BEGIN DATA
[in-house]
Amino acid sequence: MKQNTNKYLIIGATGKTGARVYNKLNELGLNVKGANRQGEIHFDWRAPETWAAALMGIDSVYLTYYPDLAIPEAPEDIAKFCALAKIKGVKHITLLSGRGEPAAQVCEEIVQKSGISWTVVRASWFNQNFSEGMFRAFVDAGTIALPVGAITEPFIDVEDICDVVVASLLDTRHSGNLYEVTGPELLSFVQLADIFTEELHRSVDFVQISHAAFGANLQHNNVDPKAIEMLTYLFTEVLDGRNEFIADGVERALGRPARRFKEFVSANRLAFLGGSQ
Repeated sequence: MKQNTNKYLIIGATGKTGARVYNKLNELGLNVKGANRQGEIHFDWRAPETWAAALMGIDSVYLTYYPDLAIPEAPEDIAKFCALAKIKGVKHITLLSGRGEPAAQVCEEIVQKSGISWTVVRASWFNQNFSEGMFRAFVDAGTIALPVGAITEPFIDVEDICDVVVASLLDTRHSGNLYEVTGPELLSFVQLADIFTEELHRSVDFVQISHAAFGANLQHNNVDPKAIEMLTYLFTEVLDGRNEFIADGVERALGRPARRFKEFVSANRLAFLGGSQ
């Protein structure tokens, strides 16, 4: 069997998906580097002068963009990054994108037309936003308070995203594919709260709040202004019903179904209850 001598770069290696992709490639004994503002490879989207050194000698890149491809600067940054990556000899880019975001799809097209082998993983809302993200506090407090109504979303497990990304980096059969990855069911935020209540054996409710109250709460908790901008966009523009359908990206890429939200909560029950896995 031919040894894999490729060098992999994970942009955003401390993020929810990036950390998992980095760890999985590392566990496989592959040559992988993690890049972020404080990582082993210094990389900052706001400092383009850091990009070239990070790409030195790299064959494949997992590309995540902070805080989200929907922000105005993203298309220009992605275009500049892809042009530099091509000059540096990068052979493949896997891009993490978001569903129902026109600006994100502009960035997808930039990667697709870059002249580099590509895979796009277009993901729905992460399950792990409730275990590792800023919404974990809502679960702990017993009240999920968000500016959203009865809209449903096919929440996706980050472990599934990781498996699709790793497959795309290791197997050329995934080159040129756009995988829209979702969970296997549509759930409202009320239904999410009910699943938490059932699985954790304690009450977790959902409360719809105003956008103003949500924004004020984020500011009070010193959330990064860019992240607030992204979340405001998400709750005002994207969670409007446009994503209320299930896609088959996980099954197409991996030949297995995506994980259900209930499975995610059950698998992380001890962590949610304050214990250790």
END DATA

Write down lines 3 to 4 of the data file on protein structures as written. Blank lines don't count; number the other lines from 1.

Repeated sequence: MKQNTNKYLIIGATGKTGARVYNKLNELGLNVKGANRQGEIHFDWRAPETWAAALMGIDSVYLTYYPDLAIPEAPEDIAKFCALAKIKGVKHITLLSGRGEPAAQVCEEIVQKSGISWTVVRASWFNQNFSEGMFRAFVDAGTIALPVGAITEPFIDVEDICDVVVASLLDTRHSGNLYEVTGPELLSFVQLADIFTEELHRSVDFVQISHAAFGANLQHNNVDPKAIEMLTYLFTEVLDGRNEFIADGVERALGRPARRFKEFVSANRLAFLGGSQ
């Protein structure tokens, strides 16, 4: 069997998906580097002068963009990054994108037309936003308070995203594919709260709040202004019903179904209850 001598770069290696992709490639004994503002490879989207050194000698890149491809600067940054990556000899880019975001799809097209082998993983809302993200506090407090109504979303497990990304980096059969990855069911935020209540054996409710109250709460908790901008966009523009359908990206890429939200909560029950896995 031919040894894999490729060098992999994970942009955003401390993020929810990036950390998992980095760890999985590392566990496989592959040559992988993690890049972020404080990582082993210094990389900052706001400092383009850091990009070239990070790409030195790299064959494949997992590309995540902070805080989200929907922000105005993203298309220009992605275009500049892809042009530099091509000059540096990068052979493949896997891009993490978001569903129902026109600006994100502009960035997808930039990667697709870059002249580099590509895979796009277009993901729905992460399950792990409730275990590792800023919404974990809502679960702990017993009240999920968000500016959203009865809209449903096919929440996706980050472990599934990781498996699709790793497959795309290791197997050329995934080159040129756009995988829209979702969970296997549509759930409202009320239904999410009910699943938490059932699985954790304690009450977790959902409360719809105003956008103003949500924004004020984020500011009070010193959330990064860019992240607030992204979340405001998400709750005002994207969670409007446009994503209320299930896609088959996980099954197409991996030949297995995506994980259900209930499975995610059950698998992380001890962590949610304050214990250790």